• Loc: Netherlands, Europe

Posted 21 November 2018 - 05:19 AM

Thanks or chiming in Todd.

 

To it's credit, the Swarovski tripod adapter works well and transforms the screw-in type into a quick-lock pin that can be left on the bins permanently, just needing to be locked in via the pin to the tripod adapter. If you use them often on and off a tripod, that may be an advantage for some. But it is very expensive. And a sturdy standard adapter should work well. Just check with your dealer to make sure yours does too.


  • Stellarfire likes this

#110 Bobby Dee

Bobby Dee

    Lift Off

  • -----
  • Posts: 8
  • Joined: 20 Nov 2018

Posted 21 November 2018 - 07:44 AM

An alternative, slightly cheaper, option is the Outdoorsman adapter.

 

https://outdoorsmans...nocular-adapter

 

I've used both and prefer the Outdoorsman, it has a neater form factor and a very positive retention. The Swaro is perhaps a bit over-engineered.

 

Bob.



#111 StarDustBin

StarDustBin

    Ranger 4

  • -----
  • Posts: 306
  • Joined: 17 Sep 2018
  • Loc: Lisbon

Posted 21 November 2018 - 08:49 AM

Do not forget the quite affordable classical Berlebach solution:

 

https://www.berlebac...sprache=english


  • Stellarfire likes this

#112 tmichaelbanks

tmichaelbanks

    Ranger 4

  • *****
  • Posts: 306
  • Joined: 11 Aug 2017

Posted 21 November 2018 - 11:44 AM

Thank you all very much for the quick replies and the variety of suggestions.

 

It's good to know that the SLCs can accept standard adapters.  From the product descriptions I was concerned only the Swarovski adapter would work.  I have a couple of adapters on hand I can try, but I suspect my Oberwerk heavy duty adapter might be too thick and my Promaster too thin for the SLC weight.  The links you all have provided look promising.

 

Because of excessive rain and clouds the past few months, observing opportunities where I live have been short and few.  A clear sky has often hazed up in a matter of minutes.  I'm hoping that the 10x56 will work well at night handheld for 10 to 20 minute sessions, without having to drag out a tripod and accessories.



#113 John F

John F

    Apollo

  • *****
  • Posts: 1,011
  • Joined: 16 Feb 2004
  • Loc: Pacific Northwest

Posted 24 November 2018 - 01:33 AM

StarDustBin, on 21 Nov 2018 - 05:49 AM, said:

Do not forget the quite affordable classical Berlebach solution:

 

https://www.berlebac...sprache=english

The Berlebach tripod adapter is the one that I use and it works with all 4 of the Swarovski binoculars that I use for binocular astronomy including the 15x56 SLC (i.e., the most recent model that is currently in production).  The 15x56s are larger in size than the 42mm & 50mm models so it takes a little more effort to attach and dis-attach them to the binocular adapter than it does with my other three smaller binoculars.  Nevertheless, it still works well enough with the 15x56s that I satisfied with it and plan to keep using it.    

 

John Finnan


  • Stellarfire and StarDustBin like this

#114 tmichaelbanks

tmichaelbanks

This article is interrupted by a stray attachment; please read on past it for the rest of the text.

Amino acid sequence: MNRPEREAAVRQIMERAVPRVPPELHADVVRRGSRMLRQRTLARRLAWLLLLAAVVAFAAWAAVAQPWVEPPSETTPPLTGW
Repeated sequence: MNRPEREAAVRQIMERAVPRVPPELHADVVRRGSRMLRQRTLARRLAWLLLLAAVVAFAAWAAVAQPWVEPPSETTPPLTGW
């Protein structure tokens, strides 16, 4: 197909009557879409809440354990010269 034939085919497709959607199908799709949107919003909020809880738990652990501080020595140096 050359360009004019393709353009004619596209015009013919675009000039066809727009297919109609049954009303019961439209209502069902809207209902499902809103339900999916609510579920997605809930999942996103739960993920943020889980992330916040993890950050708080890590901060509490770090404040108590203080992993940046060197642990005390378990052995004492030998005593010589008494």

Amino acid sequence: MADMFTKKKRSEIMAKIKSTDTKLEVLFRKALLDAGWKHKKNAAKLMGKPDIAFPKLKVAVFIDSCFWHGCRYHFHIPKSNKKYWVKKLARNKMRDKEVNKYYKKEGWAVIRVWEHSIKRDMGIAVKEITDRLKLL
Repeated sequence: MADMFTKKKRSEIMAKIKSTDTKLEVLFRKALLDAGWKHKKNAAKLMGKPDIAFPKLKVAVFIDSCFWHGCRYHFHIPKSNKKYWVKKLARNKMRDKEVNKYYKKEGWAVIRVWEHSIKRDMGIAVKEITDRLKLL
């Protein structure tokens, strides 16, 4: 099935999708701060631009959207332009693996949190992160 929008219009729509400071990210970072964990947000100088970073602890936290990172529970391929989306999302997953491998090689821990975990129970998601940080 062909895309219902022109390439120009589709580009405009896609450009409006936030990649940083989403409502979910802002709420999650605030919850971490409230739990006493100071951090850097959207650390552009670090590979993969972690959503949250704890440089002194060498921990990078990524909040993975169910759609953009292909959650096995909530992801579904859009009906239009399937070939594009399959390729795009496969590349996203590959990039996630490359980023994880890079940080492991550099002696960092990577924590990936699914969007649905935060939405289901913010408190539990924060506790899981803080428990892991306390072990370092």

Ranger 4

  • *****
  • Posts: 306
  • Joined: 11 Aug 2017

Posted 28 November 2018 - 12:10 PM

New Swarovski 10x56s - The View Is Very, Very Good...

But...even so, it's not quite the large jump in optical quality I was expecting.  Perhaps I've simply rediscovered what many on this forum already know, that squeezing out those last increments of optical performance can be expensive.  This hobby is a journey, and this is my latest step.  I'm still not sure if I'll keep the Swarovski 10x56s, but I thought I would write down some first impressions and ask for suggestions.

I have been whining about the rainy fall here in southern New England for months, and yesterday I heard that it's officially been the wettest stretch on record from September through November.  Observing opportunities have frequently been too short to set up and cool down my XT8, and even walking my tripod and 15x70s out onto the deck has been no defense against skies that seem to haze up in a matter of minutes.

 

In my LP area the best views are almost always overhead, so I got the notion that a premium pair of handheld binoculars would be a good addition to the stable.  Skies clear?  Grab the binos, lean back in the chair and enjoy.  I already have a pair of Canon IS 10x30s, which are good for this sort of thing, but their aperture has always seemed too small and with my glasses I can't see the entire field even with the eyecups rolled down.



#115 tmichaelbanks

tmichaelbanks

    Ranger 4

  • *****
  • Posts: 306
  • Joined: 11 Aug 2017

Posted 28 November 2018 - 12:11 PM

Enter the 10x56s, my decision admittedly swayed by a 15% discount at Sport Optics.  As Erik has written previously, these are truly beautiful binoculars, solid and weighty but comfortable to hold.  Horizontally, much of the weight rests naturally on your palms just below your pinky fingers, which in turn makes you assume an elbows-in posture to steady the shakes.  Looking overhead, your fingers fall naturally onto the wide bridge with your thumbs in the deep cutouts.  I found that the overhead grip allows for a surprising amount of balanced fine motor control of the aim.  There is enough eye relief to see the entire field with my glasses, although the strong prescription in my right eye induces occasional blackouts because it's at a slightly different distance from the eyepiece than my left eye.